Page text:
Cullpepper History, Family Crest & Coats of Arms
- Origins Available:
The Anglo-Saxon tribes of Britain were the first to use the name of Cullpepper. The name had a practical origin since it came from when its initial bearer worked as a spicer. The name is derived from two Old English elements, cul and pepper. It meant "pepper gatherer."  As spices were rare and expensive in the medieval period, this would have been a valued occupation.
Early Origins of the Cullpepper family
The surname Cullpepper was first found in Kent where the family descend from Culpepers of Bay Hall, Pembury, Kent. It is generally thought that the first record of the family was John de Colepepper (c. 1140) from Bay Hall, Pepenbury. His son, Sir Thomas de Colpepper (1170-c.1200) was Recognitor of the Grand Assize in Sussex. He died in Sussex at the age of 30. Bay Hall Manor was held by the family until 1480 when it was sold Humphrey Stafford, Duke of Buckingham.
In West Peckham, Kent, a Commandery of Knights Hospitallers was founded in 1408, by John Colepepper, one of the judges of the Common Pleas. 
Early History of the Cullpepper family
This web page shows only a small excerpt of our Cullpepper research. Another 161 words (12 lines of text) covering the years 1290, 1321, 1644, 1725, 1588, 1651, 1660, 1601, 1663, 1600, 1660, 1616, 1654, 1635, 1689, 1677, 1683, 1656, 1723, 1651, 1670, 1632, 1700, 1668 and 1740 are included under the topic Early Cullpepper History in all our PDF Extended History products and printed products wherever possible.
Cullpepper Spelling Variations
Until quite recently, the English language has lacked a definite system of spelling rules. Consequently, Anglo-Saxon surnames are characterized by a multitude of spelling variations. Changes in Anglo-Saxon names were influenced by the evolution of the English language, as it incorporated elements of French, Latin, and other languages. Although Medieval scribes and church officials recorded names as they sounded, so it is common to find one person referred to by several different spellings of his surname, even the most literate people varied the spelling of their own names. Variations of the name Cullpepper include Colepeper, Colpepper, Culpeper, Culpepper, Colepepper, Colpeper, Collpeper and many more.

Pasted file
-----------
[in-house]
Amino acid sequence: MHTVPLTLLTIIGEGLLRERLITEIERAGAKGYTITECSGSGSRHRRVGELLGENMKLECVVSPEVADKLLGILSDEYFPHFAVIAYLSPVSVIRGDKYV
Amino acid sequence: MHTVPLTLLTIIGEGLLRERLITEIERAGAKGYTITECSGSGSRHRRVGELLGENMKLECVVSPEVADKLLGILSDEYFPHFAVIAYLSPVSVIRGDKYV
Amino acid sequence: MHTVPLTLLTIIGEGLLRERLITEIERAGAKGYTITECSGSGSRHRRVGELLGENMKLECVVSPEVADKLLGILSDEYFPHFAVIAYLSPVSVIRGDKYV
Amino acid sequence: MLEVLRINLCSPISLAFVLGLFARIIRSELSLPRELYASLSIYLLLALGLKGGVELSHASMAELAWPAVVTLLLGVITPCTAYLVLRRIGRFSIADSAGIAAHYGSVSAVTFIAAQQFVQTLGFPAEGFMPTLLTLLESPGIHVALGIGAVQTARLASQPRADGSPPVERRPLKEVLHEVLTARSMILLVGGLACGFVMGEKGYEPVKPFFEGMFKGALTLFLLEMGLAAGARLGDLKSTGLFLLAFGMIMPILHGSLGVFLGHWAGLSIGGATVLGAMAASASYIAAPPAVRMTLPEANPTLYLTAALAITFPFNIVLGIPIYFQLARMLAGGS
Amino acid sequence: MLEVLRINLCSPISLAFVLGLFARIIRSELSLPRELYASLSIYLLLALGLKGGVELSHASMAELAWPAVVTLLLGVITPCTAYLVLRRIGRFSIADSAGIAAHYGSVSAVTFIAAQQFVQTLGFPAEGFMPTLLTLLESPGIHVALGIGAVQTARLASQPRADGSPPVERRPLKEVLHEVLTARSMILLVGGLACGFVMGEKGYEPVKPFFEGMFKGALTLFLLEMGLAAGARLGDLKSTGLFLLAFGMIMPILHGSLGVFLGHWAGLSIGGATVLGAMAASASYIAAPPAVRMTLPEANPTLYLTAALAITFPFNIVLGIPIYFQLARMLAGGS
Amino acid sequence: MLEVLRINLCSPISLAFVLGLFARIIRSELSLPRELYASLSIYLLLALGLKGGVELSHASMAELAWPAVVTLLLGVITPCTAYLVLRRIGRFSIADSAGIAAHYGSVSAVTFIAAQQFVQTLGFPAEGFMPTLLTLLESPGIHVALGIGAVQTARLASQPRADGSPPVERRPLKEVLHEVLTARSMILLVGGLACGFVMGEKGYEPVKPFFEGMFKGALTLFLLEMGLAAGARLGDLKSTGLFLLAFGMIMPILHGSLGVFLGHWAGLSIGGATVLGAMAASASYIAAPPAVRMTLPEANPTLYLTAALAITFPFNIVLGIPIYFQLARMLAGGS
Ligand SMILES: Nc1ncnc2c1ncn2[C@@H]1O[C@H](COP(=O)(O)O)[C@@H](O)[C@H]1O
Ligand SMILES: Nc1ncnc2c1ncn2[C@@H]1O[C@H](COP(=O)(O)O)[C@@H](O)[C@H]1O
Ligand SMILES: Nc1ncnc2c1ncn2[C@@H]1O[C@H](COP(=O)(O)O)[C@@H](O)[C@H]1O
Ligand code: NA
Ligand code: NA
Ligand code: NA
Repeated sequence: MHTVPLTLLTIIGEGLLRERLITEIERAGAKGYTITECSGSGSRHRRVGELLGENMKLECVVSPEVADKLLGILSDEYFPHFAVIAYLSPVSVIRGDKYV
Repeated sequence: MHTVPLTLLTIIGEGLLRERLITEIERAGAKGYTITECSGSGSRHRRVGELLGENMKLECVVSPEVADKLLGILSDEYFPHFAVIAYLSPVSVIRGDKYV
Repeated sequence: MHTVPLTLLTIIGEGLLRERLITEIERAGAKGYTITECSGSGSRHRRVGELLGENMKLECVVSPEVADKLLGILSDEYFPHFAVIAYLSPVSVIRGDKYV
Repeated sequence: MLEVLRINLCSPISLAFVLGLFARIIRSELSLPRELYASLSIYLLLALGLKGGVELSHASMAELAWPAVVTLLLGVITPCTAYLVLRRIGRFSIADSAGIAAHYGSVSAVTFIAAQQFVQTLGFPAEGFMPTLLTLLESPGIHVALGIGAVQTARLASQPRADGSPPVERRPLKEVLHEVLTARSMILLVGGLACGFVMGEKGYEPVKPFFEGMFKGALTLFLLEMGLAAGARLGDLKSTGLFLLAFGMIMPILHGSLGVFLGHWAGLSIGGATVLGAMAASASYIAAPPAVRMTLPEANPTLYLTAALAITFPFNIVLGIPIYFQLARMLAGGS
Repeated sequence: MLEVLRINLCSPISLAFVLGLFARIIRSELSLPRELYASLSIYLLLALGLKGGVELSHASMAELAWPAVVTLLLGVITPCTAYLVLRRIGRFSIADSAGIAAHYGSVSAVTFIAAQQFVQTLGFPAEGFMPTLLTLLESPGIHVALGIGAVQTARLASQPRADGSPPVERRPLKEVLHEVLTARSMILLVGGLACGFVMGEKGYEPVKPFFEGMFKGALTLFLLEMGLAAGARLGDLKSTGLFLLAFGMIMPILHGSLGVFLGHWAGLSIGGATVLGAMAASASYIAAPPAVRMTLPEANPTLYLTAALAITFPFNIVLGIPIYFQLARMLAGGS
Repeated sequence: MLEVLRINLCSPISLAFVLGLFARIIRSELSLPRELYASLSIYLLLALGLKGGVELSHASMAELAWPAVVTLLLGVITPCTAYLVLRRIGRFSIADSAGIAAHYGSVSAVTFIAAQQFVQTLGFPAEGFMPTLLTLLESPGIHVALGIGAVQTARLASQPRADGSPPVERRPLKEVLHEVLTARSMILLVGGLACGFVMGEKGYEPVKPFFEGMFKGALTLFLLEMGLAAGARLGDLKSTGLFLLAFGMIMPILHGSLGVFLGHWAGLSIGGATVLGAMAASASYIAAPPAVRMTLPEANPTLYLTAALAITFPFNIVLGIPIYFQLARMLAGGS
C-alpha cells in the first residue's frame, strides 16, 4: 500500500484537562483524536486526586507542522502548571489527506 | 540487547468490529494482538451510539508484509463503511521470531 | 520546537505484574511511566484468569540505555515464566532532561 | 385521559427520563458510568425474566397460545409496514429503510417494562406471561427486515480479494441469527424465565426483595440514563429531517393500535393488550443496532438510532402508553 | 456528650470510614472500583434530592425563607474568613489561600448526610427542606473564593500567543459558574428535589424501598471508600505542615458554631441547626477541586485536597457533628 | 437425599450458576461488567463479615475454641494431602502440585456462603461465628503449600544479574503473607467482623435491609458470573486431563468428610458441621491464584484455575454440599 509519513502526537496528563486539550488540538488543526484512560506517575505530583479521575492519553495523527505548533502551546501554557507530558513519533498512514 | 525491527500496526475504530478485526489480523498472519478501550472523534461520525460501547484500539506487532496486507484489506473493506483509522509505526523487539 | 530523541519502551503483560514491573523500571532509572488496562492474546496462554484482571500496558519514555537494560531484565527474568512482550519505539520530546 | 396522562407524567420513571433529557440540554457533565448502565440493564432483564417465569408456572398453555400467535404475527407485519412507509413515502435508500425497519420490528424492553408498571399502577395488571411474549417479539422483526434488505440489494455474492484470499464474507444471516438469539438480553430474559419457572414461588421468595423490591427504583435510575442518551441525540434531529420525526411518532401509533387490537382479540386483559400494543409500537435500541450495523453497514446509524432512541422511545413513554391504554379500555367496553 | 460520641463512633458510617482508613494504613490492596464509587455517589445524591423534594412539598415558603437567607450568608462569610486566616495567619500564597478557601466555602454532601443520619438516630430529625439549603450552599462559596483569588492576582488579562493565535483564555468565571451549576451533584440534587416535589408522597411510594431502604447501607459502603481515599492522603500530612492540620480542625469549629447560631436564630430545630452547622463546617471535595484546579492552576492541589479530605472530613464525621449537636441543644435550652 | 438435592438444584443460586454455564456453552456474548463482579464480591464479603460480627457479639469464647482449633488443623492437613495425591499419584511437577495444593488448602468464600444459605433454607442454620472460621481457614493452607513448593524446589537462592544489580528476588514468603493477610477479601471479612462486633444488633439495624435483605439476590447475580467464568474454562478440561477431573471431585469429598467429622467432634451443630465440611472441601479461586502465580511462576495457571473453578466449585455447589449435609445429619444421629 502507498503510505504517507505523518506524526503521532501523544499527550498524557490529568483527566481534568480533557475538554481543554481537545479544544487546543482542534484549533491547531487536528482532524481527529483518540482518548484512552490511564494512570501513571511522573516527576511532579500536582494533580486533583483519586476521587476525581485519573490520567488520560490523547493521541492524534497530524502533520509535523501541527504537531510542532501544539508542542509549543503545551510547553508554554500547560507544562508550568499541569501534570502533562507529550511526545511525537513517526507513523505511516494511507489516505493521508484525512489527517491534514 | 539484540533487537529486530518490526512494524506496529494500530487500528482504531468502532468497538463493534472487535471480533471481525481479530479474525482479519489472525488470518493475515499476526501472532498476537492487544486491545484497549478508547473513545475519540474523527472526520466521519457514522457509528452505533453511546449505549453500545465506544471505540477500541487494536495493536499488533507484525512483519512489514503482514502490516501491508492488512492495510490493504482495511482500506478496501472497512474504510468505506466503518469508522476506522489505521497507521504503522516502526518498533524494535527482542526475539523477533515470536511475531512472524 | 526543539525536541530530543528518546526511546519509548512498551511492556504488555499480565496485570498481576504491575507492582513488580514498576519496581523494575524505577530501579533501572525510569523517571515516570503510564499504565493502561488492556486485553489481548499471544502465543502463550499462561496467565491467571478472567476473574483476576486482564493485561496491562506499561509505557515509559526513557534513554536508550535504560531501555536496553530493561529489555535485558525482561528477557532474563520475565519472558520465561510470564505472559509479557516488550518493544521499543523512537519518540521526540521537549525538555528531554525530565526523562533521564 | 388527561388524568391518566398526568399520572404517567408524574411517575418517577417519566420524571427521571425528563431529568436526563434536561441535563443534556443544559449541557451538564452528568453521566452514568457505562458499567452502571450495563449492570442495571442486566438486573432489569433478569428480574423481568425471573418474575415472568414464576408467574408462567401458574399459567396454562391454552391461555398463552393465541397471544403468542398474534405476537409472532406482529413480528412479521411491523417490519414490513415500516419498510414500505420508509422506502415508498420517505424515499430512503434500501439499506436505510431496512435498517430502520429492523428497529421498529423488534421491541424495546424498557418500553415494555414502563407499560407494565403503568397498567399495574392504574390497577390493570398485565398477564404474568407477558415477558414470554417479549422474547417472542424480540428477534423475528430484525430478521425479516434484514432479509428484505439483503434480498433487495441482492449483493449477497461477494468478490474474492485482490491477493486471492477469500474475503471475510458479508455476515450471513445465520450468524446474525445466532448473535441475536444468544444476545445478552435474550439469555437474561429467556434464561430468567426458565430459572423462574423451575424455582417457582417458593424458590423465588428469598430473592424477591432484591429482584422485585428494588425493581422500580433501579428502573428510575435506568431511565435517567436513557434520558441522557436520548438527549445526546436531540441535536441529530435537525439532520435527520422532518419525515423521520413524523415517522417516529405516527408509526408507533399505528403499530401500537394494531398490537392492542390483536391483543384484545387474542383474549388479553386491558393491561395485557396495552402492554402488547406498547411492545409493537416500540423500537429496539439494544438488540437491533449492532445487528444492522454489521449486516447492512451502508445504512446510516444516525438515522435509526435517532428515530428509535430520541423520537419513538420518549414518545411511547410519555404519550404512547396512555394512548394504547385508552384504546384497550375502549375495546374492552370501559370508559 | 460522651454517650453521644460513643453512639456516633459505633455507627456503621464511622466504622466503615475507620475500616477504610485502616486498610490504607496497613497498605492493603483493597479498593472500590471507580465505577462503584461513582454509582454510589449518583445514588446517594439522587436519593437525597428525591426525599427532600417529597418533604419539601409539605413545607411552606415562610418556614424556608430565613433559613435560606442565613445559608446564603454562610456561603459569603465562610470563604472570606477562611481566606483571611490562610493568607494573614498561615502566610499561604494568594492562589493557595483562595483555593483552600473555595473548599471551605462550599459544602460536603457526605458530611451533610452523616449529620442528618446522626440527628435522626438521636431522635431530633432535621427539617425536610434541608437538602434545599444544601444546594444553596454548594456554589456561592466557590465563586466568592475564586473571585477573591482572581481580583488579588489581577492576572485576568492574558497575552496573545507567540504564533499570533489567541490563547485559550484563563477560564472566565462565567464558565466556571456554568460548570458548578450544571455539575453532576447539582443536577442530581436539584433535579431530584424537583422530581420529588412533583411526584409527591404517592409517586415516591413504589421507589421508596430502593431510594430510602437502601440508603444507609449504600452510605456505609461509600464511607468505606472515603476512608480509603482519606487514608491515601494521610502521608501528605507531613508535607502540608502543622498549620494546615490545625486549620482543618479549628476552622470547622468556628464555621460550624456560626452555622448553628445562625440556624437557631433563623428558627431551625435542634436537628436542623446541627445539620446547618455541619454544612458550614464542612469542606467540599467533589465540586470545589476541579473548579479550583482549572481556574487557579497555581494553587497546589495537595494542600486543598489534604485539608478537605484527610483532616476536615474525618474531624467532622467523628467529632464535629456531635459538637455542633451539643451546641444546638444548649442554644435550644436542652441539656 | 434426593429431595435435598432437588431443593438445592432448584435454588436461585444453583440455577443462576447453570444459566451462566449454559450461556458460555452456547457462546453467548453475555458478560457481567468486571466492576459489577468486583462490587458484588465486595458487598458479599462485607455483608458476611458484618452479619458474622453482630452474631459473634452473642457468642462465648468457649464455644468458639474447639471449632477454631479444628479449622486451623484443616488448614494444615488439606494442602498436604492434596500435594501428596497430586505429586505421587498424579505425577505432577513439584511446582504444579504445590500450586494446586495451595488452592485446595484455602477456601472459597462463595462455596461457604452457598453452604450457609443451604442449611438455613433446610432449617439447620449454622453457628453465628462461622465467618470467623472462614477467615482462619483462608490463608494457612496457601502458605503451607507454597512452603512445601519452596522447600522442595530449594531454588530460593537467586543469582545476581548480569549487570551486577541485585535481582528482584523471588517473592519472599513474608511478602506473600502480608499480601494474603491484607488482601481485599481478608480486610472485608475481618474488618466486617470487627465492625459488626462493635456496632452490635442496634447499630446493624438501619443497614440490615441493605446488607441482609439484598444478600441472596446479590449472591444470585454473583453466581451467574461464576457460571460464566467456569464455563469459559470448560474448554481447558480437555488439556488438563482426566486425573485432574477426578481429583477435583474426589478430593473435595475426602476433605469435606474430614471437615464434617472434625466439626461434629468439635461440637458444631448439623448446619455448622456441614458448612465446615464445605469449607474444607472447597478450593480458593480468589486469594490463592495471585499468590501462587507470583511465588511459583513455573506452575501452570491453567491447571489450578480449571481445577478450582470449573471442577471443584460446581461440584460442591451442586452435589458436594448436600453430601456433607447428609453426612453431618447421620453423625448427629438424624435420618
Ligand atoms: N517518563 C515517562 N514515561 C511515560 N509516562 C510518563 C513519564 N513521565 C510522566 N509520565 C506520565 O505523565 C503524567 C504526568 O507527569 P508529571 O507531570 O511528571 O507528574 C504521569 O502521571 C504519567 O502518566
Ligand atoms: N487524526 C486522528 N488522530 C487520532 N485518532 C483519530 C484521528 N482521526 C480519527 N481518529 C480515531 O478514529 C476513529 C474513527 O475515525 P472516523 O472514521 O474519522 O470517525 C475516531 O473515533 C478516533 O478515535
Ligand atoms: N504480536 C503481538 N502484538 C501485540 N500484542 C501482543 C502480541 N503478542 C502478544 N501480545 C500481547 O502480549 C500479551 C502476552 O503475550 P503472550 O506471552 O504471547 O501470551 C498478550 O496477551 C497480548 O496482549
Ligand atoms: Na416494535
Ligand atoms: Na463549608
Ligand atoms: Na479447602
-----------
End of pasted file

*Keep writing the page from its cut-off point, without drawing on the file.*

Early Notables of the Cullpepper family (pre 1700)
Notables of this surname at this time include: Sir Geoffrey Colepeper High Sheriff of Kent; Sir William Culpeper, (1588-1651) 1st Baronet of Culpeper of Preston Hall, Kent; Sir Richard Culpeper, 2nd Baronet of Preston Hall (d 1660); Sir Cheney Culpeper (1601-1663), an English landowner; John Colepeper of Bedgebery (ca.1600-1660), 1st Baron Culpeper of Thoresway, an English politician; Nicholas Culpeper (1616-1654), an English botanist, herbalist...
Another 63 words (4 lines of text) are included under the topic Early Cullpepper Notables in all our PDF Extended History products and printed products wherever possible.
Migration of the Cullpepper family
Searching for a better life, many English families migrated to British colonies. Unfortunately, the majority of them traveled under extremely harsh conditions: overcrowding on the ships caused the majority of the immigrants to arrive diseased, famished, and destitute from the long journey across the ocean. For those families that arrived safely, modest prosperity was attainable, and many went on to make invaluable contributions to the development of the cultures of the new colonies. Research into the origins of individual families in North America revealed records of the immigration of a number of people bearing the name Cullpepper or a variant listed above: Henry Culpeper who settled in Virginia in 1663; Jonathan Culpeper settled in Virginia in 1646; William Culpepper settled in New England in 1634; Margaret Culpepper settled in Virginia in 1751..
Related Stories +
- ^ Hanks, Patricia and Flavia Hodges, A Dictionary of Surnames. Oxford: Oxford University Press, 1988. Print. (ISBN 0-19-211592-8)
- ^ Lewis, Samuel, A Topographical Dictionary of England. Institute of Historical Research, 1848, Print.